||This article includes a list of references, but its sources remain unclear because it has insufficient inline citations. (June 2010)|
|Size||H: 267 cm (105 in)
W: 203 cm (80 in)
|Present location||Room 4, British Museum,
The Younger Memnon statue is one of two colossal granite heads from the Ancient Egyptian mortuary temple called the Ramesseum at Thebes, depicting the pharaoh Ramesses II wearing the nemes head-dress with a cobra diadem on top. This incomplete statue has lost its body and lower legs; it is one of a pair which originally flanked the doorway of the Ramesseum. The head of its pair is still at the Ramesseum.
It is 2.7 m high by 2m wide (across the shoulders), weighs 7.25 tons and was cut from a single block of two-coloured granite, with a slight variation of normal conventions in that the eyes look down slightly more than usual and to exploit the different colours (broadly speaking, the head is in one colour, and the body another).
Napoleon's men tried and failed to dig and remove it to France during his 1798 expedition there, during which he did acquire but then lost the Rosetta Stone. It was during this attempt that the hole on the right of the torso (just above Ramesses's right nipple) is said to have been made.
Following an idea mentioned to him by his friend Johann Ludwig Burckhardt of digging the statue and bringing it to Britain, the British Consul General Henry Salt hired the adventurer Giovanni Belzoni in Cairo in 1815 for this purpose. Using his hydraulics and engineering skills, it was pulled on wooden rollers by ropes to the bank of the Nile opposite Luxor by hundreds of workmen. However, no boat was yet available to take it up to Alexandria and so Belzoni carried out an expedition to Nubia, returning by October. With French collectors also in the area possibly looking to acquire the statue, he then sent workmen to Esna to gain a suitable boat and in the meantime carried out further excavations in Thebes. He finally loaded the products of these digs, plus the Memnon, onto this boat and got it to Cairo by 15 December 1816. There he received and obeyed orders from Salt to unload all but the Memnon, which was then sent on to Alexandria and London without him.
Anticipated by Shelley's poem Ozymandias, the head arrived in London in 1818, where it acquired its name "The Younger Memnon", after the "Memnonianum" (the name in classical times for the Ramesseum – the two statues at the entrance of the mortuary temple of Amenhotep III were associated with Memnon in classical times – they are still known as the Colossi of Memnon –, and the BM sculpture and its pair seem to have either been mistaken for them or suffered a similar misnaming).
British Museum 
It was later acquired from Salt in 1821 by the British Museum and was at first displayed in the old Townley Galleries (now demolished) for several years, then installed (using heavy ropes and lifting equipment and with help from the Royal Engineers) in 1834 in the new Egyptian Sculpture Gallery (now Room 4, where it now resides). The soldiers were commanded by a Waterloo veteran, Major Charles Cornwallis Dansey, lame from a wound sustained there, who therefore sat whilst commanding them. On its arrival there, it could be said to be the first piece of Egyptian sculpture to be recognized as a work of art rather than a curiosity low down in the chain of art (with ancient Greek art at the pinnacle of this chain). It is object EA 19.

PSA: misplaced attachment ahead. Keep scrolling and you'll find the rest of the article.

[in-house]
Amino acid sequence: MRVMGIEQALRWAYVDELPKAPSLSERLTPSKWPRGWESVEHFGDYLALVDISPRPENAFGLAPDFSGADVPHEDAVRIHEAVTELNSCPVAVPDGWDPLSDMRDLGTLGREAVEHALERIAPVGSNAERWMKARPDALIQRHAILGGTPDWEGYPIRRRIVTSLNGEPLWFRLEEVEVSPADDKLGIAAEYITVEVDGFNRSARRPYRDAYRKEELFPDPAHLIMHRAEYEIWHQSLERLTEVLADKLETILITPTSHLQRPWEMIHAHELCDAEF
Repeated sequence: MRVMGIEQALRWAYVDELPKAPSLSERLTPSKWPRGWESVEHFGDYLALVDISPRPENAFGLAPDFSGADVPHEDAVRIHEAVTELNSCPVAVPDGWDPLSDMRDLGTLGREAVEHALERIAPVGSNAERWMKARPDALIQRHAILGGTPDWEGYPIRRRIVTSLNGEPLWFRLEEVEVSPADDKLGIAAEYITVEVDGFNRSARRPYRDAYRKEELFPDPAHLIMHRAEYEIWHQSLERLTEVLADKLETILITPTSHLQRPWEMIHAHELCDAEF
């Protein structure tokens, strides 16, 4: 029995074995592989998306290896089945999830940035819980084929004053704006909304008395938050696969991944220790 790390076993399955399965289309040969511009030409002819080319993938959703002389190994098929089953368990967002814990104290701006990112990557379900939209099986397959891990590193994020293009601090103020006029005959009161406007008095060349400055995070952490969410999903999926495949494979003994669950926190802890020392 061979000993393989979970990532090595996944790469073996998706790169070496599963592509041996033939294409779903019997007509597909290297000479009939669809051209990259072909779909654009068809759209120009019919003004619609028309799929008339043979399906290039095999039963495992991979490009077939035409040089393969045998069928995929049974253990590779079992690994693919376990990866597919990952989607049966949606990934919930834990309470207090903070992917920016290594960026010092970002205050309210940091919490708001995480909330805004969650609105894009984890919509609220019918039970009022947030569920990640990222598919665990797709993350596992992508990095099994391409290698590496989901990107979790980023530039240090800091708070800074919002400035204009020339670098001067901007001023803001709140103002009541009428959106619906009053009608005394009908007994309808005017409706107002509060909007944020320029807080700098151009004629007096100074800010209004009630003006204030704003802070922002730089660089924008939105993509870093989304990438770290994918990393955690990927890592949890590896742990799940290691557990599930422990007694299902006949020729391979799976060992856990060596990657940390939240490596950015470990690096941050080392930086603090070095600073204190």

- "A History of the World – Object: Statue of Ramesses II". BBC. Retrieved 6 June 2010.
- "Colossal bust of Ramesses II, the 'Younger Memnon' › The British Museum". Britishmuseum.org. 14 May 2010. Retrieved 6 June 2010.
- British Museum website
- BM Catalogue entry
- Another BM page on the Younger Memnon
- Salt's permission to remove objects
- Its installation in the Museum
- James, T. G. H.; Davies, W. V. (1983), Egyptian Sculpture, Harvard University Press, p. 41, ISBN 978-0-674-24161-9
- G. Belzoni, Narrative of the operations and recent discoveries within the pyramids, temples, tombs, and excavations in Egypt and Nubia I (London, John Murray, 1822), pp. 61–80
- S. Quirke and A.J. Spencer, The British Museum book of ancient Egypt (London, The British Museum Press, 1992), pp. 126–7
- Albert M. Lythgoe, 'Statues of the Goddess Sekhmet', The Metropolitan Museum of Art Bulletin Vol. 14, No. 10, Part 2 (Oct., 1919), pp. 1+3-23
- Stephanie Moser, Wondrous Curiosities: Ancient Egypt at the British Museum (University of Chicago Press, 2006), ISBN 0-226-54209-2
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19: Mold cape
|A History of the World in 100 Objects
21: Lachish Reliefs